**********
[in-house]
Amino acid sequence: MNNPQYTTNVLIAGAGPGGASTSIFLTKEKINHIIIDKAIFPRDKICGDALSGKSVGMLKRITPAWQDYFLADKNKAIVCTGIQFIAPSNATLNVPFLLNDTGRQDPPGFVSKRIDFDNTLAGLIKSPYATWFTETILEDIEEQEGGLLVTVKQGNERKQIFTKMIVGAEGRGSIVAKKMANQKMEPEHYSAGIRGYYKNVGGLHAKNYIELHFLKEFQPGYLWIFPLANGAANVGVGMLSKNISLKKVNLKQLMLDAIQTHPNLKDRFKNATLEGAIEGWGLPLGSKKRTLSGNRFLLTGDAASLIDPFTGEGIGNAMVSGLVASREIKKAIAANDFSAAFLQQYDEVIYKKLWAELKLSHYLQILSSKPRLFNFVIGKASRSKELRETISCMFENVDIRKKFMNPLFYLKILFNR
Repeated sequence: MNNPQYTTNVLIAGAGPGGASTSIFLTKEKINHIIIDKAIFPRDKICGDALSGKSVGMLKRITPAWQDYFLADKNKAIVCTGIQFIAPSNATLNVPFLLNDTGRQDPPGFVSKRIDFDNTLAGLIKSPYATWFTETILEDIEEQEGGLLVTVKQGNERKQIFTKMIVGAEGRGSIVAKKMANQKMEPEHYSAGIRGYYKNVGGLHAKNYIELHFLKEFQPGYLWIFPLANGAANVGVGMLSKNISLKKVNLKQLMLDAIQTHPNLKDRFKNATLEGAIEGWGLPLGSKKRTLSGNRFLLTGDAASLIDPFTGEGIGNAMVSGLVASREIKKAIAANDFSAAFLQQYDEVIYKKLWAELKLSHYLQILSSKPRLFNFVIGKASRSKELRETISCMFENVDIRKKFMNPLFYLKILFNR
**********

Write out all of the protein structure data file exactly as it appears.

[in-house]
Amino acid sequence: MNNPQYTTNVLIAGAGPGGASTSIFLTKEKINHIIIDKAIFPRDKICGDALSGKSVGMLKRITPAWQDYFLADKNKAIVCTGIQFIAPSNATLNVPFLLNDTGRQDPPGFVSKRIDFDNTLAGLIKSPYATWFTETILEDIEEQEGGLLVTVKQGNERKQIFTKMIVGAEGRGSIVAKKMANQKMEPEHYSAGIRGYYKNVGGLHAKNYIELHFLKEFQPGYLWIFPLANGAANVGVGMLSKNISLKKVNLKQLMLDAIQTHPNLKDRFKNATLEGAIEGWGLPLGSKKRTLSGNRFLLTGDAASLIDPFTGEGIGNAMVSGLVASREIKKAIAANDFSAAFLQQYDEVIYKKLWAELKLSHYLQILSSKPRLFNFVIGKASRSKELRETISCMFENVDIRKKFMNPLFYLKILFNR
Repeated sequence: MNNPQYTTNVLIAGAGPGGASTSIFLTKEKINHIIIDKAIFPRDKICGDALSGKSVGMLKRITPAWQDYFLADKNKAIVCTGIQFIAPSNATLNVPFLLNDTGRQDPPGFVSKRIDFDNTLAGLIKSPYATWFTETILEDIEEQEGGLLVTVKQGNERKQIFTKMIVGAEGRGSIVAKKMANQKMEPEHYSAGIRGYYKNVGGLHAKNYIELHFLKEFQPGYLWIFPLANGAANVGVGMLSKNISLKKVNLKQLMLDAIQTHPNLKDRFKNATLEGAIEGWGLPLGSKKRTLSGNRFLLTGDAASLIDPFTGEGIGNAMVSGLVASREIKKAIAANDFSAAFLQQYDEVIYKKLWAELKLSHYLQILSSKPRLFNFVIGKASRSKELRETISCMFENVDIRKKFMNPLFYLKILFNR